News Briefs

RSS Feed wednesday >

Another Co-Opted Hashtag: #MustSeeIran

The Twitter hashtag #MustSeeIran was created to showcase Iran's architecture, landscapes, and would-be tourist destinations. It was then co-opted by activists to bring attention to human rights abuses and infringements. Now Twitter is home to two starkly different portraits of a country. GO

What Has the EU Ever Done For Us?: Countering Euroskepticism with Viral Videos and Monty Python

Ahead of the May 25 European Elections, the most intense campaigning may not be by the candidates or the political parties. Instead, some of the most passionate campaigns are more grassroots efforts focused on for a start stirring up the interest of the European electorate. GO

At NETmundial Brazil: Is "Multistakeholderism" Good for the Internet?

Today and tomorrow Brazil is hosting NETmundial, a global multi-stakeholder meeting on the future of Internet governance. GO

Brazilian President Signs Internet Bill of Rights Into Law at NetMundial

Earlier today Brazil's President Dilma Rousseff sanctioned Marco Civil, also called the Internet bill of rights, during the global Internet governance event, NetMundial, in Brazil.

GO

tuesday >

Ruck.us Reboots As a Candidate Digital Toolkit That's a Bit Too Like Democracy.com

Ruck.us launched with big ambitions and star appeal, hoping to crack the code on how to get millions of people to pool their political passions through their platform. When that ambition stalled, its founder Nathan Daschle--son of the former Senator--decided to pivot to offering political candidates an easy-to-use free web platform for organizing and fundraising. Now the new Ruck.us is out from stealth mode, entering a field already being served by competitors like NationBuilder, Salsa Labs and Democracy.com. And strangely enough, Ruck.us seems to want its early users to ask Democracy.com for help. GO

Armenian Legislators: You Can Be As Anonymous on the 'Net As You Like—Until You Can't

A proposed bill in Armenia would make it illegal for media outlets to include defamatory remarks by anonymous or fake sources, and require sites to remove libelous comments within 12 hours unless they identify the author.

GO

monday >

The Good Wife Looks for the Next Snowden and Outwits the NSA

Even as the real Edward Snowden faces questions over his motives in Russia, another side of his legacy played out for the over nine million viewers of last night's The Good Wife, which concluded its season long storyline exploring NSA surveillance. In the episode titled All Tapped Out, one young NSA worker's legal concerns lead him to becoming a whistle-blower, setting off a chain of events that allows the main character, lawyer Alicia Florrick (Julianna Margulies), and her husband, Illinois Governor Peter Florrick (Chris Noth), to turn the tables on the NSA using its own methods. GO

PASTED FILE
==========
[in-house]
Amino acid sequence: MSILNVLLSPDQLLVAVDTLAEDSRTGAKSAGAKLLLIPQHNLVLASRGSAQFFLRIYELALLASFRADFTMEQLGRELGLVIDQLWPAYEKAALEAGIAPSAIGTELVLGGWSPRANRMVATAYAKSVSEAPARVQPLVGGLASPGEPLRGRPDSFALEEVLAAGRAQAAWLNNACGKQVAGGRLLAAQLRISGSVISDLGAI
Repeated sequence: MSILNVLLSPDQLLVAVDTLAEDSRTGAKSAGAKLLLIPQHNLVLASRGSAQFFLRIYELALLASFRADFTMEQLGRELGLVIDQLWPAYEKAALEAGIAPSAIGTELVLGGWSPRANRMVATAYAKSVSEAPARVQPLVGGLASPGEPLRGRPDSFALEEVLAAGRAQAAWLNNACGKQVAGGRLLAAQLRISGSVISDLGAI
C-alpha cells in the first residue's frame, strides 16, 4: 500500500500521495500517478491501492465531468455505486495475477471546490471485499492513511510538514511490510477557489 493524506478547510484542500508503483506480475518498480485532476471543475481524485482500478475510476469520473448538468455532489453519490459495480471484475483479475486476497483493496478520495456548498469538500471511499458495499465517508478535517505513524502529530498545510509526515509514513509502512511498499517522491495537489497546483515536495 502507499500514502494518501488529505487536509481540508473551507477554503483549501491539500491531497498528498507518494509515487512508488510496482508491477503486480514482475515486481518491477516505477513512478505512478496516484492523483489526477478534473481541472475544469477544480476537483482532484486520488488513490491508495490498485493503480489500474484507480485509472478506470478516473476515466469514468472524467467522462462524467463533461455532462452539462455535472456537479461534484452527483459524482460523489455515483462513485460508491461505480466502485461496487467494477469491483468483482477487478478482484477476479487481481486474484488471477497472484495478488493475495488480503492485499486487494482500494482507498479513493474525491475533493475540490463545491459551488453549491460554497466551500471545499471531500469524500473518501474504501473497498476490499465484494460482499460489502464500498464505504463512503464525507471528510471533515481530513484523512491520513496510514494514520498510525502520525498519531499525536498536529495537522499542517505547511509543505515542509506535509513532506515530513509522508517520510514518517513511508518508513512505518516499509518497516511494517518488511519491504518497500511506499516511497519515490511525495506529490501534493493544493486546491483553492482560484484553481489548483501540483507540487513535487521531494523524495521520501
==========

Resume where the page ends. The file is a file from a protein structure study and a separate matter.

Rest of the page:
The Expanding Reach of China's Crowdsourced Environmental Monitoring Site, Danger Maps

Last week billionaire businessman Jack Ma, founder of the e-commerce company Alibaba, appealed to his “500 million-strong army” of consumers to help monitor water quality in China. Inexpensive testing kits sold through his company can be used to measure pH, phosphates, ammonia, and heavy metal levels, and then the data can be uploaded via smartphone to the environmental monitoring site Danger Maps. Although the initiative will push the Chinese authorities' tolerance for civic engagement and activism, Ethan Zuckerman has high hopes for “monitorial citizenship” in China.

GO

The 13 Worst Bits of Russia's Current and Maybe Future Internet Legislation

It appears that Russia is on the brink of passing still more repressive Internet regulations. A new telecommunications bill that would require popular blogs—those with 3,000 or more visits a day—to join a government registry and conform to government-mandated standards is expected to pass this week. What follows is a list of the worst bits of both proposed and existing Russian Internet law. Let us know in the comments or on Twitter if we missed anything.

GO

More